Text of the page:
Mr. Bangs turns his light and ingenious fancy to the task of retelling the familiar fairy tales of our youthful days. In several of them it is Wall Street that replaces the land of "Never-Never" and "Once Upon a Time," and the personages in the drama are more interested in high finance than in fairy treasures. It is all admirable fooling, and done in the author's best vein.
quite as rich and fertile as my own little place up in Vermont, and your cattle, though evidently of fine breed, are hardly what Montana ranch-men would consider first class. Still--"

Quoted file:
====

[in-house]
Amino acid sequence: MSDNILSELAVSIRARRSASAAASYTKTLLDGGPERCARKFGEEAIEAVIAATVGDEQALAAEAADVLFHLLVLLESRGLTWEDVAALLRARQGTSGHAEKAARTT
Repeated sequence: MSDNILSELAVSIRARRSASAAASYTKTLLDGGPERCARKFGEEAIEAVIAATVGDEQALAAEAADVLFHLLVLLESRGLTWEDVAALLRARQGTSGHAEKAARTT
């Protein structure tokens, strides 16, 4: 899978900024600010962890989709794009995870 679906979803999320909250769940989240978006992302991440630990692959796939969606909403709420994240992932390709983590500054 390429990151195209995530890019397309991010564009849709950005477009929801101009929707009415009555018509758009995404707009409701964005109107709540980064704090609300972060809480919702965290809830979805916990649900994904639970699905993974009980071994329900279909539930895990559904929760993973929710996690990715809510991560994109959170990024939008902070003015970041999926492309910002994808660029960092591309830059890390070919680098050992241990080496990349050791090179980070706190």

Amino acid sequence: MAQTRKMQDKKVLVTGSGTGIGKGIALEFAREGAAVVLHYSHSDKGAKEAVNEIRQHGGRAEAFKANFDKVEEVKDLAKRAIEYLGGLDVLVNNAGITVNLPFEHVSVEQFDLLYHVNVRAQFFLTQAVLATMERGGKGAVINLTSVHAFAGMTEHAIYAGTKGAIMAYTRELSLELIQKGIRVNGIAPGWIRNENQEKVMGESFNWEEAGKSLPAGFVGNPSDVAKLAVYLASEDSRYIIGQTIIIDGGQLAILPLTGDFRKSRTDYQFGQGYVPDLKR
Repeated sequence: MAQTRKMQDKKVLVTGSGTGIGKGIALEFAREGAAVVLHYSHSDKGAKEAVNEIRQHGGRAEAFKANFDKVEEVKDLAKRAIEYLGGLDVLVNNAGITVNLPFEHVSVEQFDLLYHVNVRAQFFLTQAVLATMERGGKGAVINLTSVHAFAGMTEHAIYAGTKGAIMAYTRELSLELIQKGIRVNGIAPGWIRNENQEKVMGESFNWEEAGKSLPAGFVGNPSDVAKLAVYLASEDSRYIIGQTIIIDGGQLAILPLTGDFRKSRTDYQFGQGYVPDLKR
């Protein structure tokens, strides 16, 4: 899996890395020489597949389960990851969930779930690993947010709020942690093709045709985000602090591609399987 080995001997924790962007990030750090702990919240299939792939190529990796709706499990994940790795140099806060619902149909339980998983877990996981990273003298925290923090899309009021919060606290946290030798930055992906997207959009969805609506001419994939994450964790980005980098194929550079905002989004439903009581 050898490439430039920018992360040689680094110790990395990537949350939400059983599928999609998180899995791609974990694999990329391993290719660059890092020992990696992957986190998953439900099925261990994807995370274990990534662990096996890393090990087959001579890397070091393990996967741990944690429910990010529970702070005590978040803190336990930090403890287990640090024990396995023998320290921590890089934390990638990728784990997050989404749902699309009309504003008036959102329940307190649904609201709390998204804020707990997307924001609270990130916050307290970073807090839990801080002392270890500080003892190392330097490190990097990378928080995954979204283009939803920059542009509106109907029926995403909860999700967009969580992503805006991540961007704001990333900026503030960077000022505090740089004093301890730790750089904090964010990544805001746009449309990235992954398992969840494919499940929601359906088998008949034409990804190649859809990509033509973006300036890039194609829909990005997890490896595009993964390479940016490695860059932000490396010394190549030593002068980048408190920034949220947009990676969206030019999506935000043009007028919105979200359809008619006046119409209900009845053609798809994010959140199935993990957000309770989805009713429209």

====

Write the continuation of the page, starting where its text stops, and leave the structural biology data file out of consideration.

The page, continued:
The ogre stopped eating and looked at the speaker with considerable surprise.
"You mean to say you can beat this place of mine anywhere?" he demanded.
"Well," said Jack, amiably, "of course I don't mean to criticise this beautiful country. It is very beautiful in its own way, and there is some evidence of wealth here. I was only saying that next to my place it comes pretty near to being the finest I ever saw."
"I guess you'd go a good many miles before you'd see a castle like mine," said the ogre, with a proud glance around him.
"I haven't seen your castle yet, sir," said Jack. "But this little bungalow we are in strikes me as about as cute and comfy a cozy-corner as I've visited in a month of Sundays."
"Bungalow?" roared the giant. "You don't call this a bungalow, do you?"